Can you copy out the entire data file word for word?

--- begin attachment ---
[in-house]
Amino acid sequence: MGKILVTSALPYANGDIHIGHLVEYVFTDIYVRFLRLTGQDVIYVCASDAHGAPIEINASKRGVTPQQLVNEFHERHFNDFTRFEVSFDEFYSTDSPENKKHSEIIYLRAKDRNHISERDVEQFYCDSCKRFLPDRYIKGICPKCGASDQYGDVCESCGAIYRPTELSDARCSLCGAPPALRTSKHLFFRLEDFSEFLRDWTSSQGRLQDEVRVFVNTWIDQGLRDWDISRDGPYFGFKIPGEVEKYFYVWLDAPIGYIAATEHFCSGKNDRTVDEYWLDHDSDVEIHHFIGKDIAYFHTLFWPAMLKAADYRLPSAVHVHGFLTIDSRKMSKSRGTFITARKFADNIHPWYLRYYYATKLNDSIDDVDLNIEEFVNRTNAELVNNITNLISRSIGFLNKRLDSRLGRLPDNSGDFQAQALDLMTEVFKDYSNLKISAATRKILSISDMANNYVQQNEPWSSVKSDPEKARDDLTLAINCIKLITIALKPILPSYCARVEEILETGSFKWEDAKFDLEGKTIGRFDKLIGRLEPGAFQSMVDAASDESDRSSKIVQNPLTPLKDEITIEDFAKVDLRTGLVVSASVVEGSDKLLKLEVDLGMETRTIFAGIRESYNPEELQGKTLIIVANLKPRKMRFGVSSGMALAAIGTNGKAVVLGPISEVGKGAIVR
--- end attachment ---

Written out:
[in-house]
Amino acid sequence: MGKILVTSALPYANGDIHIGHLVEYVFTDIYVRFLRLTGQDVIYVCASDAHGAPIEINASKRGVTPQQLVNEFHERHFNDFTRFEVSFDEFYSTDSPENKKHSEIIYLRAKDRNHISERDVEQFYCDSCKRFLPDRYIKGICPKCGASDQYGDVCESCGAIYRPTELSDARCSLCGAPPALRTSKHLFFRLEDFSEFLRDWTSSQGRLQDEVRVFVNTWIDQGLRDWDISRDGPYFGFKIPGEVEKYFYVWLDAPIGYIAATEHFCSGKNDRTVDEYWLDHDSDVEIHHFIGKDIAYFHTLFWPAMLKAADYRLPSAVHVHGFLTIDSRKMSKSRGTFITARKFADNIHPWYLRYYYATKLNDSIDDVDLNIEEFVNRTNAELVNNITNLISRSIGFLNKRLDSRLGRLPDNSGDFQAQALDLMTEVFKDYSNLKISAATRKILSISDMANNYVQQNEPWSSVKSDPEKARDDLTLAINCIKLITIALKPILPSYCARVEEILETGSFKWEDAKFDLEGKTIGRFDKLIGRLEPGAFQSMVDAASDESDRSSKIVQNPLTPLKDEITIEDFAKVDLRTGLVVSASVVEGSDKLLKLEVDLGMETRTIFAGIRESYNPEELQGKTLIIVANLKPRKMRFGVSSGMALAAIGTNGKAVVLGPISEVGKGAIVR